Outside of Coyle, Rijo, and Asuaje, Boston doesn't have a whole lot of legitimate in-house starting second base prospects. Their better depth at the position is more of the organizational variety, headlined by Reed Gragnani. The former University of Virginia standout can hit and has off the charts plate discipline. However, more average than anything defensively, he doesn't run particularly well and he has little to no home run power so his ceiling is more of a potential utility player long-term.

Behind Gragnani is a litany of solid organizational types for Boston, including, but not limited to Deiner Lopez, Hector Lorenzana, and Jeremy Rivera, none of whom project to have even average power potential and fall more in the lines of organizational type bats going forward.

The Yankees on the other hand have considerably more ceiling among their short-season league second baseman, highlighted by 2014 tenth round pick Ty McFarland. McFarland falls more in the Gragnani camp as a plus plate discipline, line-drive type hitter who also offers some positional flexibility. The former college third baseman has begun transitioning to second base and has shown some signs of potentially turning himself into an adequate defender. At 6-foot-3, however, there is some adequate long-term power potential that could prove to have a Daniel Murphy-like ceiling if he can continue to make strides defensively.

Junior Valera, a Dominican native, fits into the McFarland category as an offensive-minded second baseman whose defensive abilities lag behind the bat right now. The 22-year old is a plus runner all the way and has spent his first three professional seasons learning how to switch-hit, and has turned himself into a solid hitter with good plate discipline. He hit .316 in the Gulf Coast League this past year, walked nearly as much as he struck out, and is even starting to show adequate power potential too. The glove needs some work but there's a Luis Castillo-like ceiling here.

Even behind McFarland and Valera the Yankees still have quite a stable of potential starting second base candidates, including Bryan Cuevas who led the Gulf Coast League in hitting, newly signed Griffin Garrabito who has immediately drawn some Jose Pirela comparisons, Welfrin Mateo who batted .290 in the Dominican Summer League and also draws some Pirela comps, and Jose Rosario. All are much further down on the depth chart for the Yankees and still have to play their way into higher prospect discussions, but all of them have that potential.

If you're looking for deep 'REM sleepers' the Yankees have a pair of candidates in Anderson Feliz and Claudio Custodio. Both are wildly talented and yet both have been injured so often that they've both begun playing some outfield in an effort to keep them fresher and on the field longer. Neither are legit second base candidates right now [and thus neither are considered for the categories below] but they shouldn't be completely forgotten either.

Both farm systems could have some potential game-changers should certain prospects change positions to full-time second baseman down the road, including Boston's Michael Chavis and Mauricio Dubon, and New York's Angel Aguilar and Thairo Estrada. Chavis, Aguilar, and Estrada in particular, all shortstops right now, have plus offensive potential as second basemen so watch their positional growth intently in the coming years. Each one could pole-vault their way to the top of these discussions someday if they move across the bag.

How Do They Compare In...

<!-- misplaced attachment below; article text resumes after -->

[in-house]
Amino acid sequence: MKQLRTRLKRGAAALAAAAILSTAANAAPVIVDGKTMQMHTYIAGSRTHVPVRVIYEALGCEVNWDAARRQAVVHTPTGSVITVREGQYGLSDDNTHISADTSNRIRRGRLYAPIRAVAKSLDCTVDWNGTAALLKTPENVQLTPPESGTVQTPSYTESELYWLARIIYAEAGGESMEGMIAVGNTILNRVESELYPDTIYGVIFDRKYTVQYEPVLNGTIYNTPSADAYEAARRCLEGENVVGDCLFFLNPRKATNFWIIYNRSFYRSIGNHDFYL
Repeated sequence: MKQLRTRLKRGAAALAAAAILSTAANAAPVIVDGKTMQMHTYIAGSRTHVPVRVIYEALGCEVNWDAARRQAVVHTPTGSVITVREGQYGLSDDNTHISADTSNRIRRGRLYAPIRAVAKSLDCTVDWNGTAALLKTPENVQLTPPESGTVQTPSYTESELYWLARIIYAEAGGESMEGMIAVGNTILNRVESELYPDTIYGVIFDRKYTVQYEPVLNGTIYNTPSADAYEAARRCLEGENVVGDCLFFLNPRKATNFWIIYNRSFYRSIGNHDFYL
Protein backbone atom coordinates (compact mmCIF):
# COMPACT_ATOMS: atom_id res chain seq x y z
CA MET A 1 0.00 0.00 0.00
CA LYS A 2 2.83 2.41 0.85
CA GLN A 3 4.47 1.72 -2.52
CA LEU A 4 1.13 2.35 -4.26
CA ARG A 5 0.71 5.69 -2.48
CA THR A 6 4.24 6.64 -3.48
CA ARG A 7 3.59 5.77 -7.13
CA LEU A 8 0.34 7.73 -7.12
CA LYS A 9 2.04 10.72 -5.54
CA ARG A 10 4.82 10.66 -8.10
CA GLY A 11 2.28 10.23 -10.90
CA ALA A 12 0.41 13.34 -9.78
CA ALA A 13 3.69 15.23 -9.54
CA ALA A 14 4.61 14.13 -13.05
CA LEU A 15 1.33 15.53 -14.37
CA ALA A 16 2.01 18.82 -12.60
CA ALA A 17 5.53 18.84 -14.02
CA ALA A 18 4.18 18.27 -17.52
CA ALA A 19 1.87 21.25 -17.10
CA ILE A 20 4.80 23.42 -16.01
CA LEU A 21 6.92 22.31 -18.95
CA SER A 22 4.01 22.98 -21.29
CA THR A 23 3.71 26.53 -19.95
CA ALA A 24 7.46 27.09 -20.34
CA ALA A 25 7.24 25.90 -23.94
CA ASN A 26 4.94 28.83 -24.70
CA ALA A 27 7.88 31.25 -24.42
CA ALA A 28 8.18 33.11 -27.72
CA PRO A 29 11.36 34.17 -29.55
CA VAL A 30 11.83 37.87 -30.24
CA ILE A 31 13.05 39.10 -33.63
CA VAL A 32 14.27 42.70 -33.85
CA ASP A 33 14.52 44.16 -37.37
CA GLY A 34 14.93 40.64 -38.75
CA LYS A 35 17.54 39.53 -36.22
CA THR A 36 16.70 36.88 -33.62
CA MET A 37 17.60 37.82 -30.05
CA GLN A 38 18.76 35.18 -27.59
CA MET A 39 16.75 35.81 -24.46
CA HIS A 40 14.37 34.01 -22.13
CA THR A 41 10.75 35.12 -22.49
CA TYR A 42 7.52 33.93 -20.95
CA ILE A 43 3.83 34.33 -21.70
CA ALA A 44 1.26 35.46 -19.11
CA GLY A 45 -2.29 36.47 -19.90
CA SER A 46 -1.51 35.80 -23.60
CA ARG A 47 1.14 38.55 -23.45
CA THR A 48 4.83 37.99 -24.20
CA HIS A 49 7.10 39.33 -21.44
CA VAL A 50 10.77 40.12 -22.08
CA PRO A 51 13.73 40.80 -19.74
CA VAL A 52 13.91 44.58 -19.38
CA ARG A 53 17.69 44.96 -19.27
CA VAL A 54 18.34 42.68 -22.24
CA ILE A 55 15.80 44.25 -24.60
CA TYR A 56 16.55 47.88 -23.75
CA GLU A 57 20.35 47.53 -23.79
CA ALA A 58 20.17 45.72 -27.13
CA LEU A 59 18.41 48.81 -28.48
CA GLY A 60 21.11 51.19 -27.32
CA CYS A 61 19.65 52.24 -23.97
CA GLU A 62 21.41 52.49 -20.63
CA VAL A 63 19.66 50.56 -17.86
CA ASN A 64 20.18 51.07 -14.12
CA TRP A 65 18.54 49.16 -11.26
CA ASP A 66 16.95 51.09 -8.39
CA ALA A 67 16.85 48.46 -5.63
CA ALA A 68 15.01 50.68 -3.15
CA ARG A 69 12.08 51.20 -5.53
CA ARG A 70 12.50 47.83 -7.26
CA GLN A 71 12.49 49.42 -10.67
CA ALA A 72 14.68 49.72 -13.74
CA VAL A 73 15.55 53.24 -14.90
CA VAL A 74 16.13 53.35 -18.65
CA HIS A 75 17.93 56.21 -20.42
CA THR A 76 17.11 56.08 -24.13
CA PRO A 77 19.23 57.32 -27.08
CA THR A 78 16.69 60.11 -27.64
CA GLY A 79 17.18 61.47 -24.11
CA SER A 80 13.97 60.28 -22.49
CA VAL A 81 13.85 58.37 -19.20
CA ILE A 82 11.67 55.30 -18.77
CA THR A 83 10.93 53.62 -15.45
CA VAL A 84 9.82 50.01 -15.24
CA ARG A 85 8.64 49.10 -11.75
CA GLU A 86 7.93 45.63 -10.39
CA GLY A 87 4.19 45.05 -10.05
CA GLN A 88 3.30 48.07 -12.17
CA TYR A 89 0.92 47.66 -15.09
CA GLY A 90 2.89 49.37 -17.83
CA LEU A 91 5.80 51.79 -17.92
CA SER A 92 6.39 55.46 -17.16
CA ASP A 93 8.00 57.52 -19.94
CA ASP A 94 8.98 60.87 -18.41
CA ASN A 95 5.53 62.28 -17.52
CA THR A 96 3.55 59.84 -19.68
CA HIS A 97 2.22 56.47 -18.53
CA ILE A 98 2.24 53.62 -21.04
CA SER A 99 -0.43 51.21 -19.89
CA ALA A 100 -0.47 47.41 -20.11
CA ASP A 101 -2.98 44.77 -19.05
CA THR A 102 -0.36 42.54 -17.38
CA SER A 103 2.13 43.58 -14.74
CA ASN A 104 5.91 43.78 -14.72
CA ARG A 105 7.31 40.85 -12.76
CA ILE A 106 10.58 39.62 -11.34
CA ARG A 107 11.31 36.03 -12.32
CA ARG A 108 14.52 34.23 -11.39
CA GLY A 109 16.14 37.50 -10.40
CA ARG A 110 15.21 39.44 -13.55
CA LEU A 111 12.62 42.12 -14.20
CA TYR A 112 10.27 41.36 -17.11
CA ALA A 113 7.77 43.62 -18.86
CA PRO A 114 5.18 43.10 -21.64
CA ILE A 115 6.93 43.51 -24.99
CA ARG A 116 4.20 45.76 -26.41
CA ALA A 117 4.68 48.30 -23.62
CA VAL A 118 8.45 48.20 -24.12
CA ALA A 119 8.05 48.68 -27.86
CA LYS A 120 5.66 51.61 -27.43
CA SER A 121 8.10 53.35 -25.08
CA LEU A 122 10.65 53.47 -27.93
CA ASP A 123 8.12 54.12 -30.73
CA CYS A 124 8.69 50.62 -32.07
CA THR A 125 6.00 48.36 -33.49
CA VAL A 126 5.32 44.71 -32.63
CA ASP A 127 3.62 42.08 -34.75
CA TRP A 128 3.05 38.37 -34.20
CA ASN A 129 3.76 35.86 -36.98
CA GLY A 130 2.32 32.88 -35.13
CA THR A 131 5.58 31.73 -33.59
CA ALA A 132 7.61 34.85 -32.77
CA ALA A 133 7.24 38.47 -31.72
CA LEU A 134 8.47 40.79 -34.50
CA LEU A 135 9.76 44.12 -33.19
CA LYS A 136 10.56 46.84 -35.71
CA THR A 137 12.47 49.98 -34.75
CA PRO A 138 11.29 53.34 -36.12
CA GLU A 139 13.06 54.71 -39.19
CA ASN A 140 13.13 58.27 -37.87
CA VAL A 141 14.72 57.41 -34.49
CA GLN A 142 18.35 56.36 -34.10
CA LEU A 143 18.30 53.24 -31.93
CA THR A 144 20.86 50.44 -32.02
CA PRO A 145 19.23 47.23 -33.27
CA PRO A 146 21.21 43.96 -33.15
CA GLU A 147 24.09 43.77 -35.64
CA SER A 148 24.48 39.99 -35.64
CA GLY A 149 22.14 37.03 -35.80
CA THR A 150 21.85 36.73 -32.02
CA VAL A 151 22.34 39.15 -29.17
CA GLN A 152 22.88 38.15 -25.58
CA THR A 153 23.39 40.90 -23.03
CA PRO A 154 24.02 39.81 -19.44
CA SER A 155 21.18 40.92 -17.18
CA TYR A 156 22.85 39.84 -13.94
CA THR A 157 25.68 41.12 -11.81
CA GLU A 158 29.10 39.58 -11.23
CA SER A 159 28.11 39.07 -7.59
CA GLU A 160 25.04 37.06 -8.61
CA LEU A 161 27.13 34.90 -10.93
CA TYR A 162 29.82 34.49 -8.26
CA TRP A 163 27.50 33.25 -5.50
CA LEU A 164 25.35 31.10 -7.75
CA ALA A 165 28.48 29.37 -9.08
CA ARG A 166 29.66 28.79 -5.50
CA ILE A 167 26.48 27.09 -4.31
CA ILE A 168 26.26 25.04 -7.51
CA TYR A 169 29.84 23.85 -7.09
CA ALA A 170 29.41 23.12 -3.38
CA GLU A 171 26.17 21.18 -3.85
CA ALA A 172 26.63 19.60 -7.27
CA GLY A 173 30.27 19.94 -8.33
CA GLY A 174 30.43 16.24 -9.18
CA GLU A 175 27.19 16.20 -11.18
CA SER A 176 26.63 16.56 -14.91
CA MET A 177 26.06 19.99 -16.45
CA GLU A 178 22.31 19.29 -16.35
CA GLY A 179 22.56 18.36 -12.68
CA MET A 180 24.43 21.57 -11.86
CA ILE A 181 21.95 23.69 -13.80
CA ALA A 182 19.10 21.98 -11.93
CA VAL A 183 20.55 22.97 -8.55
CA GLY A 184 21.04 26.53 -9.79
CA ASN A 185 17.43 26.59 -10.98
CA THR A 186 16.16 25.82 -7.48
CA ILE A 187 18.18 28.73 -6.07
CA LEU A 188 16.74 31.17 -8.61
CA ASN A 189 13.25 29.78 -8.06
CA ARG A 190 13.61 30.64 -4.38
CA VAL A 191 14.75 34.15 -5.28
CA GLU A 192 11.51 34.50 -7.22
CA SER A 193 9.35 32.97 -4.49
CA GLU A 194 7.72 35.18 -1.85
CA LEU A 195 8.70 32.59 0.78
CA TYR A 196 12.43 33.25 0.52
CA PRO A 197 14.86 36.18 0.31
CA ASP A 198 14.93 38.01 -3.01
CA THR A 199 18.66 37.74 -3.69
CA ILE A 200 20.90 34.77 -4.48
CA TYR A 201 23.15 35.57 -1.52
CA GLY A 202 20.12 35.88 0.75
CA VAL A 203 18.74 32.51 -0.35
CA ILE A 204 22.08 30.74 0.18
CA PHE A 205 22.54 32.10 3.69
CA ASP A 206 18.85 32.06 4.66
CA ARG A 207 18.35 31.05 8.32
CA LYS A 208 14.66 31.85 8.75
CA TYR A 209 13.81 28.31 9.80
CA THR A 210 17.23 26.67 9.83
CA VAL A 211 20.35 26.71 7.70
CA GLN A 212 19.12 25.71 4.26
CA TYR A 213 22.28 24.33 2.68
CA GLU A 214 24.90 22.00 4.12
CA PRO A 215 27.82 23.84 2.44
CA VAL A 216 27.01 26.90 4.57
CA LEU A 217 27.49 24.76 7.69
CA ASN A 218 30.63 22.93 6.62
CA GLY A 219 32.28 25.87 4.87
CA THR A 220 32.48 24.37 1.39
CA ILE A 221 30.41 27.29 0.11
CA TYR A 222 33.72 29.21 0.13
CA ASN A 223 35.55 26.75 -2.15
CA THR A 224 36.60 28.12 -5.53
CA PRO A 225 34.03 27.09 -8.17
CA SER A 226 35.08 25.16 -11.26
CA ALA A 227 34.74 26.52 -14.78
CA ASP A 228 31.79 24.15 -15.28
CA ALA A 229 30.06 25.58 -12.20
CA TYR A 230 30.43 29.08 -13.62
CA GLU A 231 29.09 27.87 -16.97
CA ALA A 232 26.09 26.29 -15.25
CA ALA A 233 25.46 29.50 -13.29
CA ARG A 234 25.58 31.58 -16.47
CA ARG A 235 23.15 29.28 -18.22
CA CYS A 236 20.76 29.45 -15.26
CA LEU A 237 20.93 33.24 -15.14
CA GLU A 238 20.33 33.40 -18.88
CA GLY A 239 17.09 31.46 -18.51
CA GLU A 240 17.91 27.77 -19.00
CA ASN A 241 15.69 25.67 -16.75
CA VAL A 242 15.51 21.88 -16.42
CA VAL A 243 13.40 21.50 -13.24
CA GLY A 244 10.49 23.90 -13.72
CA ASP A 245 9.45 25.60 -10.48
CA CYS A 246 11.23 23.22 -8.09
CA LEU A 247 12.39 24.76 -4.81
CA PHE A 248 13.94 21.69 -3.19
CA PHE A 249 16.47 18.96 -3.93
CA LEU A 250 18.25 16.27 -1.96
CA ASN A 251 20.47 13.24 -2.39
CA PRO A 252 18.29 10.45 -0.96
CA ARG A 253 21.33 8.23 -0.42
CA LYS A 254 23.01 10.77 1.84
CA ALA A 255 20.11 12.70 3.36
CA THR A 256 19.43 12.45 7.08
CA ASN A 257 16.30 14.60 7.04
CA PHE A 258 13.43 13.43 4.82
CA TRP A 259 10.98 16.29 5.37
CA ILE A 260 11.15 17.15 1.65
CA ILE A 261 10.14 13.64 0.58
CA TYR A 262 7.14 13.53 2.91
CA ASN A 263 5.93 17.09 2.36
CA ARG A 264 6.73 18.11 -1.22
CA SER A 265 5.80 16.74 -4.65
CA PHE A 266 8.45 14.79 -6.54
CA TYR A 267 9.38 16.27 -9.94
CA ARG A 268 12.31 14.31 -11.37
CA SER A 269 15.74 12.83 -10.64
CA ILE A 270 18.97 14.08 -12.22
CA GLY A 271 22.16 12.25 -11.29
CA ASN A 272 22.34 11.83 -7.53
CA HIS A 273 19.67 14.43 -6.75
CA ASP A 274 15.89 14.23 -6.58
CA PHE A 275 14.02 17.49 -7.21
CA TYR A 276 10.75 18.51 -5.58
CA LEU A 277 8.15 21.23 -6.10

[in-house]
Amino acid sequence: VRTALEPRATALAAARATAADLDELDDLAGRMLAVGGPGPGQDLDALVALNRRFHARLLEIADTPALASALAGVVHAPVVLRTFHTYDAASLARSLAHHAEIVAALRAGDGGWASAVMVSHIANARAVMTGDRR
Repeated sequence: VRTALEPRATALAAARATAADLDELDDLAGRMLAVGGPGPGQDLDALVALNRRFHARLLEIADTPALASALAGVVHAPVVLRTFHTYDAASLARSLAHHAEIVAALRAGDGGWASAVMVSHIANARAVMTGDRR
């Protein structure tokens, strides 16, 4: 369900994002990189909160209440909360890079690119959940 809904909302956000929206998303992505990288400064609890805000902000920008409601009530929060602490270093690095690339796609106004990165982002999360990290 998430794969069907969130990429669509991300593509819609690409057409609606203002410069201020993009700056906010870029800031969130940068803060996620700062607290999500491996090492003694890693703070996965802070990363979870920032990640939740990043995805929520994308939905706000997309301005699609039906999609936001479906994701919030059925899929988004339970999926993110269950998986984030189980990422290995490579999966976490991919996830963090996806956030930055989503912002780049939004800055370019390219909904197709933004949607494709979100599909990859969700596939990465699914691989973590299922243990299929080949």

Power: It's a bit more of a wash in the long-season leagues between the two organizations, especially since Angelo Gumbs hasn't come close to becoming the player he can be, but collectively the Yankees have a bit more up and down their minor league system power-wise at second base, especially at the lower minor league levels. Advantage: Yankees

Hitting For Average: This is an area where the Red Sox can make up some ground. Both Gumbs and Katoh have struggled to find their stroke recently, leaving Refsnyder and Pirela to fend off the likes of Coyle, Rijo, and Asuaje. And while the Yankees have some plus plate discipline guys like McFarland and Valera, the Red Sox can counter with Gragnani and others who, while they might not have much power, can hit. Advantage: Even

Defense: This is another area where the Red Sox have an advantage. Coyle, Rijo, and Asuaje, all project to be above average defenders down the road and the Yankees have more offensive-minded second baseman littering the position at the minor league level. Advantage: Red Sox

Speed: The Yankees really have two above average runners at the position in the long-season leagues -- Gumbs and Katoh -- and a third one overall in Junior Valera. While Coyle and Rijo are more average than anything in natural running speed, both can have their speed play up a level. This one of more of true wash. Advantage: Even

Overall Potential: The Yankees collectively have a lot more depth at the position from top to bottom so Boston can't really compare in that regard. Should either Gosuke Katoh or Angelo Gumbs break out in 2015 it would only further widen New York's advantage in this positional debate. Throw in the considerable ceilings of McFarland and Valera at the lower levels and it's a bit of a no-contest situation. Advantage: Yankees

Highest Ceilings: Angelo Gumbs (Yankees), Wendell Rijo (Red Sox), Gosuke Katoh (Yankees), Rob Refsnyder (Yankees), Sean Coyle (Red Sox)

Best Power: Angelo Gumbs (Yankees), Sean Coyle (Red Sox), Wendell Rijo [Red Sox], Gosuke Katoh (Yankees), Carlos Asuaje (Red Sox)

Best Average: Rob Refsnyder (Yankees), Jose Pirela (Yankees), Ty McFarland (Yankees), Reed Gragnani (Red Sox), Junior Valera (Yankees)

Best Defense: Wendell Rijo (Red Sox), Sean Coyle (Red Sox), Carlos Asuaje (Red Sox), Angelo Gumbs (Yankees), Rob Refsnyder (Yankees)

Best Speed: Angelo Gumbs (Yankees), Carlos Asuaje (Red Sox), Wendell Rijo (Red Sox), Gosuke Katoh (Yankees), Sean Coyle (Red Sox)